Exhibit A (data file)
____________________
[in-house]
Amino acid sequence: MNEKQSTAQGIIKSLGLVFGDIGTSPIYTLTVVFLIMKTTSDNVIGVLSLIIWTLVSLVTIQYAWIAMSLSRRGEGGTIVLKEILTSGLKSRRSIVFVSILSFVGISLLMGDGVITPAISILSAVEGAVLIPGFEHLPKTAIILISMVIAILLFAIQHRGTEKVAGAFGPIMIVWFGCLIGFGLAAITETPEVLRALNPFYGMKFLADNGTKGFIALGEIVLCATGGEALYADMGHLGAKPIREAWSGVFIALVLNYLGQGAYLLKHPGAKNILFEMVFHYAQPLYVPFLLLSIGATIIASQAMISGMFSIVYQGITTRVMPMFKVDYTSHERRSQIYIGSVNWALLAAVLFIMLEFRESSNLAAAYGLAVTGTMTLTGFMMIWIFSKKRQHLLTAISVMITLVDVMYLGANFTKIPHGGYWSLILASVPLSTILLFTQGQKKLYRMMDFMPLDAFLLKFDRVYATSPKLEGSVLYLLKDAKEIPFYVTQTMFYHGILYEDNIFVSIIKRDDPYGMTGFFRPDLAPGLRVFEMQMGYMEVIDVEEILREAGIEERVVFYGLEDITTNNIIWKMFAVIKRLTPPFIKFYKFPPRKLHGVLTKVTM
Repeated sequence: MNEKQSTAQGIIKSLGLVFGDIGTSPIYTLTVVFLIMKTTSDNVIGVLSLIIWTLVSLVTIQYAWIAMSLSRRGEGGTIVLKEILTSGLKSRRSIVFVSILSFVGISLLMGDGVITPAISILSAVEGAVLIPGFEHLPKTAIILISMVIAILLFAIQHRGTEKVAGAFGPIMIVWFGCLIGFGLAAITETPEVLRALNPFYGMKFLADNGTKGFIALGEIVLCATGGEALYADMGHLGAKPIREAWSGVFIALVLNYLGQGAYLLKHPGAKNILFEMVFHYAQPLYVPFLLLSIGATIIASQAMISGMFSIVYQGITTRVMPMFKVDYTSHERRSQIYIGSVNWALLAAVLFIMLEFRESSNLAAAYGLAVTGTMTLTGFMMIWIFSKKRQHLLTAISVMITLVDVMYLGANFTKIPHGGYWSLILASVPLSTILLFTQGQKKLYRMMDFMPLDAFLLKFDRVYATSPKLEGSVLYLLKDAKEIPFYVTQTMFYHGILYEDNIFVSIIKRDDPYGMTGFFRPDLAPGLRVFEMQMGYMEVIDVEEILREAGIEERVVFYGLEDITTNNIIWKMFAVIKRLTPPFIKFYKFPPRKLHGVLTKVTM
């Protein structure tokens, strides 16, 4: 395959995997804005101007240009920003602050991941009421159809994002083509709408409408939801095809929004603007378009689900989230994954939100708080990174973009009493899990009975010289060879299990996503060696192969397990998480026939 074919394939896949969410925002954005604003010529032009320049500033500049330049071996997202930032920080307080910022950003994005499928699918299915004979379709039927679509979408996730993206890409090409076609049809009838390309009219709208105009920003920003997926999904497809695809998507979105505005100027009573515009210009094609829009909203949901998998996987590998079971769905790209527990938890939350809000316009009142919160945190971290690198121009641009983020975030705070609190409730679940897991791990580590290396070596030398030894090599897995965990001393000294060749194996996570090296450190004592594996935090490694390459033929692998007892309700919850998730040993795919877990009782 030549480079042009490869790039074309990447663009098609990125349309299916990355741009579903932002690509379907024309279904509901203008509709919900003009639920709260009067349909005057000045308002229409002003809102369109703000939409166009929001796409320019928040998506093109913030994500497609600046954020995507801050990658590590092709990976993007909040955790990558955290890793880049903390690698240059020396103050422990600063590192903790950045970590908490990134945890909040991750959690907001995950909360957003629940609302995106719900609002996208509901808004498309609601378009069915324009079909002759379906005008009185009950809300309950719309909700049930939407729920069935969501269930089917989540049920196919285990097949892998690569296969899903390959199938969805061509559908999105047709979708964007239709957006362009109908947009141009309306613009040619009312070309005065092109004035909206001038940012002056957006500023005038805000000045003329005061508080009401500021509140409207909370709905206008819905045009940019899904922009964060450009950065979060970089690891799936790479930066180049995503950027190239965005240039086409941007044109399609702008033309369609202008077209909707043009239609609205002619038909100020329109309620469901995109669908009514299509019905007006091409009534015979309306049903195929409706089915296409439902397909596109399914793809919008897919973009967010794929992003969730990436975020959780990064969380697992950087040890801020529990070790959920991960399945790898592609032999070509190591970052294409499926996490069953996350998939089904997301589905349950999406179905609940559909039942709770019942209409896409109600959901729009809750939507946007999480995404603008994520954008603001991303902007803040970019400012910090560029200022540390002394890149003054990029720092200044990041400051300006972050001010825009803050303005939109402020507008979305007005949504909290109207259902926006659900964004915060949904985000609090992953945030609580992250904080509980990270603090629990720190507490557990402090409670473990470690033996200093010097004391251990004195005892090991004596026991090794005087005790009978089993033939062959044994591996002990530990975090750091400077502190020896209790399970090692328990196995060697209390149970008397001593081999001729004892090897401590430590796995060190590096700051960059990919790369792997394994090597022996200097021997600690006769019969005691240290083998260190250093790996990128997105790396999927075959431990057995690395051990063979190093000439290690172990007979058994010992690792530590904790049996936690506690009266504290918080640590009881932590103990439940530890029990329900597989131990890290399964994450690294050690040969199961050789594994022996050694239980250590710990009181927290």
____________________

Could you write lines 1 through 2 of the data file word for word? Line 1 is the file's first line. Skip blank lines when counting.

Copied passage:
[in-house]
Amino acid sequence: MNEKQSTAQGIIKSLGLVFGDIGTSPIYTLTVVFLIMKTTSDNVIGVLSLIIWTLVSLVTIQYAWIAMSLSRRGEGGTIVLKEILTSGLKSRRSIVFVSILSFVGISLLMGDGVITPAISILSAVEGAVLIPGFEHLPKTAIILISMVIAILLFAIQHRGTEKVAGAFGPIMIVWFGCLIGFGLAAITETPEVLRALNPFYGMKFLADNGTKGFIALGEIVLCATGGEALYADMGHLGAKPIREAWSGVFIALVLNYLGQGAYLLKHPGAKNILFEMVFHYAQPLYVPFLLLSIGATIIASQAMISGMFSIVYQGITTRVMPMFKVDYTSHERRSQIYIGSVNWALLAAVLFIMLEFRESSNLAAAYGLAVTGTMTLTGFMMIWIFSKKRQHLLTAISVMITLVDVMYLGANFTKIPHGGYWSLILASVPLSTILLFTQGQKKLYRMMDFMPLDAFLLKFDRVYATSPKLEGSVLYLLKDAKEIPFYVTQTMFYHGILYEDNIFVSIIKRDDPYGMTGFFRPDLAPGLRVFEMQMGYMEVIDVEEILREAGIEERVVFYGLEDITTNNIIWKMFAVIKRLTPPFIKFYKFPPRKLHGVLTKVTM